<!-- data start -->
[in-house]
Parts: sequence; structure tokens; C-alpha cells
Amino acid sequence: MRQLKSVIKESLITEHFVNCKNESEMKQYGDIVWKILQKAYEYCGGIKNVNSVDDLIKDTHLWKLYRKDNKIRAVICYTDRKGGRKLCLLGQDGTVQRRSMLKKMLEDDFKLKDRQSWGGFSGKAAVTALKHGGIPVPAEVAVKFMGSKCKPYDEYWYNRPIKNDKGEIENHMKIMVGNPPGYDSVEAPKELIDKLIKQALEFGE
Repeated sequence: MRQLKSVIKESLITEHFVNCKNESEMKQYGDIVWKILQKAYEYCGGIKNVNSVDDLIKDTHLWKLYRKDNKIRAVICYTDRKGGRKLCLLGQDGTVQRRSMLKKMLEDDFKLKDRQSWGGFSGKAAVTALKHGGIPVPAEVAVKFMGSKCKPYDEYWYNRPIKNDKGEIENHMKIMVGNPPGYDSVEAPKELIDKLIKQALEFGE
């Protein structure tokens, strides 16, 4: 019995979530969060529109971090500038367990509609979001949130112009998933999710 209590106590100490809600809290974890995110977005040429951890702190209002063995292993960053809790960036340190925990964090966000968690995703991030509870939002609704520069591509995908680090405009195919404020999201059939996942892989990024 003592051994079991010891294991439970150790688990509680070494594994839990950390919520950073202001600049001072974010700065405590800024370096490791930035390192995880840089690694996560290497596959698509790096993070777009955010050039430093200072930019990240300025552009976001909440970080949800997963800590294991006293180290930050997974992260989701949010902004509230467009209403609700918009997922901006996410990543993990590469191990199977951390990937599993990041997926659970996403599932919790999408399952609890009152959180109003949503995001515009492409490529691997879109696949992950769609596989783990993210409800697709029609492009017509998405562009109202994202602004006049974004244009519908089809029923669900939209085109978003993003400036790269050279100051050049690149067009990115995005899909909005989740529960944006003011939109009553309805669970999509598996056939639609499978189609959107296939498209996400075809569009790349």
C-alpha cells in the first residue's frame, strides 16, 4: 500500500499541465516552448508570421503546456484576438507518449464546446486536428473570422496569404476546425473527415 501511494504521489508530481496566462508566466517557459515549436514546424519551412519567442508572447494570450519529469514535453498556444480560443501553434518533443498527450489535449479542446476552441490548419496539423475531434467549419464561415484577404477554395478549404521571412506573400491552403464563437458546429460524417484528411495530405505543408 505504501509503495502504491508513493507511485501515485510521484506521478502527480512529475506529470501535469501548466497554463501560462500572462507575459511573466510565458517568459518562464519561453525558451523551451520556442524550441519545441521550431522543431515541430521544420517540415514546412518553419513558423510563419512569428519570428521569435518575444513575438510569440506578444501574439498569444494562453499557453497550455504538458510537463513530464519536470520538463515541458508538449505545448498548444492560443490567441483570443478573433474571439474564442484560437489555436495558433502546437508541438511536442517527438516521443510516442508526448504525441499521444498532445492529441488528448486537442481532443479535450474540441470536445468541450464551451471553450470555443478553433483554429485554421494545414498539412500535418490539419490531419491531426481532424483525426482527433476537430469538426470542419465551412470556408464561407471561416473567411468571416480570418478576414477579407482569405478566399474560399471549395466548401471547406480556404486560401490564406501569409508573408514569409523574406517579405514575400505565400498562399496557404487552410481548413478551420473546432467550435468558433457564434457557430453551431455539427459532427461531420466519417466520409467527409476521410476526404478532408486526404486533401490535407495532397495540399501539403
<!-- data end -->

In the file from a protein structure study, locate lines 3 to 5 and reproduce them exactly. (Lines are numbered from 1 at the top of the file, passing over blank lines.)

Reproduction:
Amino acid sequence: MRQLKSVIKESLITEHFVNCKNESEMKQYGDIVWKILQKAYEYCGGIKNVNSVDDLIKDTHLWKLYRKDNKIRAVICYTDRKGGRKLCLLGQDGTVQRRSMLKKMLEDDFKLKDRQSWGGFSGKAAVTALKHGGIPVPAEVAVKFMGSKCKPYDEYWYNRPIKNDKGEIENHMKIMVGNPPGYDSVEAPKELIDKLIKQALEFGE
Repeated sequence: MRQLKSVIKESLITEHFVNCKNESEMKQYGDIVWKILQKAYEYCGGIKNVNSVDDLIKDTHLWKLYRKDNKIRAVICYTDRKGGRKLCLLGQDGTVQRRSMLKKMLEDDFKLKDRQSWGGFSGKAAVTALKHGGIPVPAEVAVKFMGSKCKPYDEYWYNRPIKNDKGEIENHMKIMVGNPPGYDSVEAPKELIDKLIKQALEFGE
């Protein structure tokens, strides 16, 4: 019995979530969060529109971090500038367990509609979001949130112009998933999710 209590106590100490809600809290974890995110977005040429951890702190209002063995292993960053809790960036340190925990964090966000968690995703991030509870939002609704520069591509995908680090405009195919404020999201059939996942892989990024 003592051994079991010891294991439970150790688990509680070494594994839990950390919520950073202001600049001072974010700065405590800024370096490791930035390192995880840089690694996560290497596959698509790096993070777009955010050039430093200072930019990240300025552009976001909440970080949800997963800590294991006293180290930050997974992260989701949010902004509230467009209403609700918009997922901006996410990543993990590469191990199977951390990937599993990041997926659970996403599932919790999408399952609890009152959180109003949503995001515009492409490529691997879109696949992950769609596989783990993210409800697709029609492009017509998405562009109202994202602004006049974004244009519908089809029923669900939209085109978003993003400036790269050279100051050049690149067009990115995005899909909005989740529960944006003011939109009553309805669970999509598996056939639609499978189609959107296939498209996400075809569009790349």